In U.S. Patent Appl. Pub. No. 2006/0273686, a motor-generator machine is disclosed comprising a polyphase electric motor which is preferably connected to drive systems via mesh connections to provide variable V/Hz ratios. The motor-generator machine disclosed therein comprises an axle; a hub rotatably mounted on said axle; an electrical induction motor comprising a rotor and a stator; and an inverter electrically connected to said stator; wherein one of said rotor or stator is attached to said hub and the other of said rotor or stator is attached to said axle.

Such a machine may be located inside a vehicle drive wheel, and allows a drive motor to provide the necessary torque with reasonable system mass. In one embodiment the stator coils are wound around the inside and outside of the stator. In a further embodiment, the machine contains a high number of phases, greater than three. In a further embodiment, the phases are connected in a mesh connection. In a further embodiment, each half-phase is independently driven to enable second harmonic drive for an impedance effect. Improvements are apparent in efficiency and packing density.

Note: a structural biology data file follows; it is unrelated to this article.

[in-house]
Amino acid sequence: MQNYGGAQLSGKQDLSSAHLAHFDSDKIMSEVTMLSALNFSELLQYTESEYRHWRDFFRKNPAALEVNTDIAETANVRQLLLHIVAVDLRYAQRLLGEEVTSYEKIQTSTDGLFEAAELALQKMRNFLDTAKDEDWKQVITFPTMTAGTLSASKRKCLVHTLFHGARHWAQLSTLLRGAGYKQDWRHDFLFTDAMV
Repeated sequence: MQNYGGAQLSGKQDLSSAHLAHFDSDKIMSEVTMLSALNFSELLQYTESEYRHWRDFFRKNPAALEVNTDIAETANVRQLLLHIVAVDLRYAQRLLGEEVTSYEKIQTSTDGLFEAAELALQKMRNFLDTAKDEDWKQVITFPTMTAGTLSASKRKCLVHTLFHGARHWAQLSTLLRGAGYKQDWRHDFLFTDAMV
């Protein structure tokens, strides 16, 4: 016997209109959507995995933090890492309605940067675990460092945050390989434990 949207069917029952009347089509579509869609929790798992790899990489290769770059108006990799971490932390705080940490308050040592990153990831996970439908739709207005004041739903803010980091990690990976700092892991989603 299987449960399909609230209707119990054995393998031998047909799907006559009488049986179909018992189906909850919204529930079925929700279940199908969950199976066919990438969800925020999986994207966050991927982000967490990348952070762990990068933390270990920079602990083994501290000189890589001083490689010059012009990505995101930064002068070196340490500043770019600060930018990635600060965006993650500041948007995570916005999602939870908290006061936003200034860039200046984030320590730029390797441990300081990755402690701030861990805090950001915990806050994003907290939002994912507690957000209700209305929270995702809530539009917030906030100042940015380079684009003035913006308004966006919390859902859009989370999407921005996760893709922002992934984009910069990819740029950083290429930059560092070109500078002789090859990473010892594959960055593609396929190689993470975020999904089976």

WO2006/113121 discloses a motor-generator machine comprising an induction and switched reluctance motor designed to operate as a reluctance machine at low speeds and an inductance machine at high speeds. The motor drive provides more than three different phases and is capable of synthesizing different harmonics. As an example, the motor may be wound with seven different phases, and the drive may be capable of supplying fundamental, third and fifth harmonic. The stator windings are preferably connected with a mesh connection. The system is particularly suitable for a high phase order induction machine drive systems of the type disclosed in U.S. Pat. Nos. 6,657,334 and 6,831,430. The rotor structure reacts to a particular drive waveform harmonic to produce a reluctance torque that rotates the rotor. For a different harmonic drive, substantially negligible reluctance torque is produced but induction based torque is produced to rotate the rotor. The rotor and stator may have a different high number of very small teeth causing the rotor to move much more slowly than the magnetic poles. The rotor may be designed with a number of salient poles or flux guides that produces substantial reluctance torque under the operation of a magnetic field of a certain pole count, but produces negligible reluctance torque, and substantial inductance-based torque, under the operation of a second magnetic field with a second pole count. The stator windings may be connected mesh or may be wrapped in a toroidal fashion around the stator.